June 29, 2022 6:15:47 am
THE first study on Common Yoga Protocol (CYP) titled ‘Yoga as a Preventive Intervention for Cardiovascular Diseases and Associated Comorbidities,’ was published this month in the journal, Frontiers in Public Health. The open-label single-arm study by PGIMER was conducted to assess the effectiveness of CYP, a Ministry of AYUSH yoga protocol, which does not belong to any particular yoga school.
Prof Akshay Anand, in-charge, CCRYN Yoga Centre PGI, and one of the study’s lead investigators said that the study has examined the effect of CYP on physiological, biochemical, and neuro-cognitive parameters. “The potential of CYP can be determined as a cost-effective lifestyle modification to prevent the risk of developing cardiovascular diseases (CVD). This study has also tried to investigate the effect of yoga on various age groups, and gender and to examine if one month of yoga practice helps to improve the dyslipidemia condition,” said Prof Anand.
Yoga which encompasses asanas, breathing techniques, and meditation needs more fundamental research, added Prof Anand, so that it is integrated into the prevention and management of various lifestyle disorders like obesity, diabetes, hypertension, and cancer.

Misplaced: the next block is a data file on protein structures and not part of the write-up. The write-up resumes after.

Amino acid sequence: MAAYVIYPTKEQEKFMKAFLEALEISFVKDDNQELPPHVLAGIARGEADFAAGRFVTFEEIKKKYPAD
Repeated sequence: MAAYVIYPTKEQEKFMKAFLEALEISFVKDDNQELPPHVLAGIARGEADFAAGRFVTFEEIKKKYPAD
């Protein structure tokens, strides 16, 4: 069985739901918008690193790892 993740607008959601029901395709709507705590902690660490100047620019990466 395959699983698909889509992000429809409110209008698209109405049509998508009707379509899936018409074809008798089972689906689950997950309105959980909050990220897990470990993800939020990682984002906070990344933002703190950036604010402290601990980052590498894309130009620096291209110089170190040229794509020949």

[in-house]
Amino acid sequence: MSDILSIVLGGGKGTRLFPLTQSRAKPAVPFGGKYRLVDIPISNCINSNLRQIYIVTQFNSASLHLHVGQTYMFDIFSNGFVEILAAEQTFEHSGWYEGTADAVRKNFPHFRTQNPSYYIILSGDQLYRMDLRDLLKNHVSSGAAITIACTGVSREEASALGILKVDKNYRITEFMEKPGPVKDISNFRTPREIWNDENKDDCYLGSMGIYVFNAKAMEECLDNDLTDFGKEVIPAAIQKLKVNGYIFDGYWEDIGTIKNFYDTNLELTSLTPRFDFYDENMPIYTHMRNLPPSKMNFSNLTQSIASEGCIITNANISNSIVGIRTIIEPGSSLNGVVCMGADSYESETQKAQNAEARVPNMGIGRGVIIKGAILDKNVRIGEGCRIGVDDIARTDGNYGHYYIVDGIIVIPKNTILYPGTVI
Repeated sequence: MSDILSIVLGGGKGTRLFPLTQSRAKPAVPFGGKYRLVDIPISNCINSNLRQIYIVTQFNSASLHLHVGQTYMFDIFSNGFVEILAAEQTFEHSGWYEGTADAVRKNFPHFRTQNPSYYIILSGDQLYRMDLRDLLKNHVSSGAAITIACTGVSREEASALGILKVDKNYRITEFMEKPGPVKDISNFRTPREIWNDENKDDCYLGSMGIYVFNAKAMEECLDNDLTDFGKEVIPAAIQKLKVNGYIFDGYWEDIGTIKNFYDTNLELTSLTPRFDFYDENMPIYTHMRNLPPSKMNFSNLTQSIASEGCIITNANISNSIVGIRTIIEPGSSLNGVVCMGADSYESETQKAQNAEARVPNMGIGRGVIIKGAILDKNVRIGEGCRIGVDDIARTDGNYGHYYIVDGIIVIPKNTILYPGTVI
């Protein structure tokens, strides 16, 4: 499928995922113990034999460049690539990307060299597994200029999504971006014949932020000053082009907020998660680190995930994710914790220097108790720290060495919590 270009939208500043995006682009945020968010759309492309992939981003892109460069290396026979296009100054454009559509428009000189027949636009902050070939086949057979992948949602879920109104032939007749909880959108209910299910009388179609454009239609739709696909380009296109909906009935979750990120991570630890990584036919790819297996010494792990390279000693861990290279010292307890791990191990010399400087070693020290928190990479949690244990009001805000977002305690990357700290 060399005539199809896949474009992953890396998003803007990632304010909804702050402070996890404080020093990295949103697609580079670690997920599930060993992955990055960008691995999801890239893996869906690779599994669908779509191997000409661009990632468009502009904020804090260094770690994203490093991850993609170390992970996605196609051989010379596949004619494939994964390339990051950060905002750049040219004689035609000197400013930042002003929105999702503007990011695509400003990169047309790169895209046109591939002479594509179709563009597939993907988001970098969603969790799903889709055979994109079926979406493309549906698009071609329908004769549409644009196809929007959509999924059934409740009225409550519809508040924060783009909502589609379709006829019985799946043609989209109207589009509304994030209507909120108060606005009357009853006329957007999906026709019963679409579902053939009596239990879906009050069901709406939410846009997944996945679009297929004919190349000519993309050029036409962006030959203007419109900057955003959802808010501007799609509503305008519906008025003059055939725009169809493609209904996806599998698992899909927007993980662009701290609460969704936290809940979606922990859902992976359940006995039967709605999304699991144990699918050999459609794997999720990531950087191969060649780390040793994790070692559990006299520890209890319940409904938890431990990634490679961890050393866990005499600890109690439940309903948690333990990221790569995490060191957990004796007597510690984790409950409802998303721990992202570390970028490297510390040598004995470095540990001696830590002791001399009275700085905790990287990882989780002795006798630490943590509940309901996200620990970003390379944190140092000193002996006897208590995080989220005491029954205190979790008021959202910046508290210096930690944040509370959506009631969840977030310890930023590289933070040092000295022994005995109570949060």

In this prospective trial, the authors compared the effect of CYP at baseline after a month. A total of 374 yoga-naïve participants performed CYP under the supervision of experienced trainers. Physiological (body mass index), blood pressure, per cent oxygen saturation), biochemical (fasting blood glucose and lipid profile), and neurocognitive parameters were measured before and after the intervention. They have previously also analysed the angiogenin, VEGF, and BDNF molecules that participate in new vessel formation and neuron protection.
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Prof Anand said that the salient features of the CYP study outcomes indicate that a month of yogic practice increased the ‘good lipid’ HDL levels and reduced the ‘bad lipid’ LDL levels in yoga naive participants. Yoga practices were also correlated with the age of the individual. Results showed that near 35 years of age when most of the metabolic alteration occurs in the body, one can derive maximum benefit from the yogic practices at this age. “Our results have also shown that females are more responsive towards yogic practices. However, our study does not provide a direct link between the protective role of female hormones and yogic practices. Comorbid individuals demonstrated
slow recovery from dyslipidemia conditions, which indicates that yogic practices have great potential as preventive medicine for CVD and associated comorbidities. This group had earlier reported that angiogenin levels are also significantly altered in the CYP Yoga practicing group, thus providing a basis for new findings.
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